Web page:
With sports like Women’s College Volleyball and Soccer in full swing — and Women’s Basketball and Gymnastics just around the corner — female college athletes are gaining ground on TikTok and Instagram. In fact, they have a 1M follower lead on the males, looking at Instagram’s top 15 college athletes. And now that these amazing young athletes are eligible to collaborate, brands have been teaming up with them at a record pace.
But are female college athletes a good fit for your next influencer campaign? Today, we’ll take a look at some of the most prominent talent, what successful partnerships have looked like, and what opportunities are out there for brands.
Over the summer, when policies allowing student athletes to profit from their name, image, and likeness went into effect, there was a lot of speculation as to who would become the first college athlete to earn seven digits. The leading candidate was not Spencer Rattler, Instagram’s top performing college quarterback (392K). Nor was it Shareef O’neal (2.6M on Instagram), son of the legendary, backboard-shattering big man Shaq. Most people believed it would be the LSU gymnast Olivia Dunne, a quintessential “that girl” with nearly 6M combined followers.
It’s easy to see why. Her sponsored posts — like this one with her doing warm-up stretches in a pair of Vuori joggers, or this one of her sharing her relationship green flags in casual sportswear, or this one of her kissing a laptop running the Bartleby tutoring app — have been getting a great response, averaging anywhere from 500K to 6M+ views per post.
Haley and Hanna Cavinder, a.k.a. the Cavinder twins, may be her nearest rival. With over 4M total followers, the twin sister basketball players recently started rolling out branded content for their partners. The most notable so far is a collaboration with PSD Underwear, who created a collection specifically for the TikTok rising stars. A video of them dancing in kitschy boy shorts and matching bras was viewed by over 1.6M people, making it one of the brand’s most successful collabs on the platform thus far.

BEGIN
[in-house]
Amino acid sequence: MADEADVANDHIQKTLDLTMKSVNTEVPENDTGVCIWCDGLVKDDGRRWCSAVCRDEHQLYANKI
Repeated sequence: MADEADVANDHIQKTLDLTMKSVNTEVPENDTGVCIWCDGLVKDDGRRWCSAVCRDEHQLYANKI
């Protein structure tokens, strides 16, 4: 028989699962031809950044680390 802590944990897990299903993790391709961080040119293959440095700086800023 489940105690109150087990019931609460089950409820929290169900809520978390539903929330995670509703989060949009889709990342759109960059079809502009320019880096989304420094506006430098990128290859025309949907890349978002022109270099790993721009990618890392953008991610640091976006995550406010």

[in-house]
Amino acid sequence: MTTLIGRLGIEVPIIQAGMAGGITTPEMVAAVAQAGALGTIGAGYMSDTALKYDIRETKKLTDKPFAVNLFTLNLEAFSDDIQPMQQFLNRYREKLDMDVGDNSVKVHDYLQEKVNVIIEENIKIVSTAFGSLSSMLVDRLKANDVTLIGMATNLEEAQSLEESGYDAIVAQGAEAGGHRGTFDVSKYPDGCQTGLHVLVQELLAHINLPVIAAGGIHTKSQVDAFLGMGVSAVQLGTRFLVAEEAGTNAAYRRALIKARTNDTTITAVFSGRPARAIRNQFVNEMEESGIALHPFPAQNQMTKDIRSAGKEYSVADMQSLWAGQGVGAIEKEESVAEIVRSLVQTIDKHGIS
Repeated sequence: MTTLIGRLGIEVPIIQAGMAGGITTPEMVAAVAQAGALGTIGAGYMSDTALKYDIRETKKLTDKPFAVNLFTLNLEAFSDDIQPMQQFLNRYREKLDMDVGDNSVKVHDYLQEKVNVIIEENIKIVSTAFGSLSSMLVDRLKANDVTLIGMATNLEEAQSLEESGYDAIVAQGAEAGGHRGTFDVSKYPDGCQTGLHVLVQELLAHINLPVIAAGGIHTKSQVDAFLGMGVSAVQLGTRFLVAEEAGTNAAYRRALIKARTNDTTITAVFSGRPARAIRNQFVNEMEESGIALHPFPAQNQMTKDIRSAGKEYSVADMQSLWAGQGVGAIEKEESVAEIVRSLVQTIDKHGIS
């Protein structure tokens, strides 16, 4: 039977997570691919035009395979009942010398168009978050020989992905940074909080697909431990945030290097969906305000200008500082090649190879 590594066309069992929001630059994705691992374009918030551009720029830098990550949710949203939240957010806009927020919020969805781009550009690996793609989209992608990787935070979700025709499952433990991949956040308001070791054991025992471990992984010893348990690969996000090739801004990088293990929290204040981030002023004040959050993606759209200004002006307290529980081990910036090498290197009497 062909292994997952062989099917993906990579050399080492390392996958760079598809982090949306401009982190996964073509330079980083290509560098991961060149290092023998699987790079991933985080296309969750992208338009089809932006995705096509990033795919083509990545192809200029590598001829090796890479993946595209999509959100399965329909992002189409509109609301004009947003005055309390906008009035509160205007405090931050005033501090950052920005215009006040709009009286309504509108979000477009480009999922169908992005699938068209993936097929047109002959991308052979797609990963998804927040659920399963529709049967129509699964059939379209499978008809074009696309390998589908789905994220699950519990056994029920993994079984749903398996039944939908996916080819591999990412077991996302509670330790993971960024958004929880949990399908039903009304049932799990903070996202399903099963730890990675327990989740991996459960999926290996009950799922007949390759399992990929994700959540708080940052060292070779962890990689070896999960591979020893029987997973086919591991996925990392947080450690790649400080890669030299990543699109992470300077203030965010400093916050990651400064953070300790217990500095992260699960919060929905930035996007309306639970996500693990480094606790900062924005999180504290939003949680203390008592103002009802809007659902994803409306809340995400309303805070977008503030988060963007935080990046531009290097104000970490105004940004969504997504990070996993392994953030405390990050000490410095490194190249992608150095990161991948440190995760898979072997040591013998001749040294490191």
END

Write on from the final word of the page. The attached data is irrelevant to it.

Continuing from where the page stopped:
While Olivia Dunne and the Cavinder twins are clearly at the top of the pyramid, the trend is much larger than them. Across nearly every college sport, there has been a flurry of activity between athletes and brands. Masai Russell, for instance, an eight time National Champion in Track and Field, has partnered with a multiplicity of brands including Hulu, Betterment (the robo-financial advisor app), and Cocokind skincare. She has 421K followers on TikTok and 155K on Instagram.
One of the biggest advantages, as the previous examples illustrate, is that they do big numbers on TikTok, often in addition to being a hot commodity on Instagram. In fact, of the top ten leading college athletes on Instagram, all five females are active on TikTok with sizable followings. Of the five males, only one, Shareef O’neal, uses the platform (1.5M).
Another advantage is social engagement. Popular women’s college sports — like volleyball, softball, and soccer — tend to have higher engagement rates than popular sports dominated by men — such as football, baseball, and men’s basketball — according to data analysis by Out of Bounds.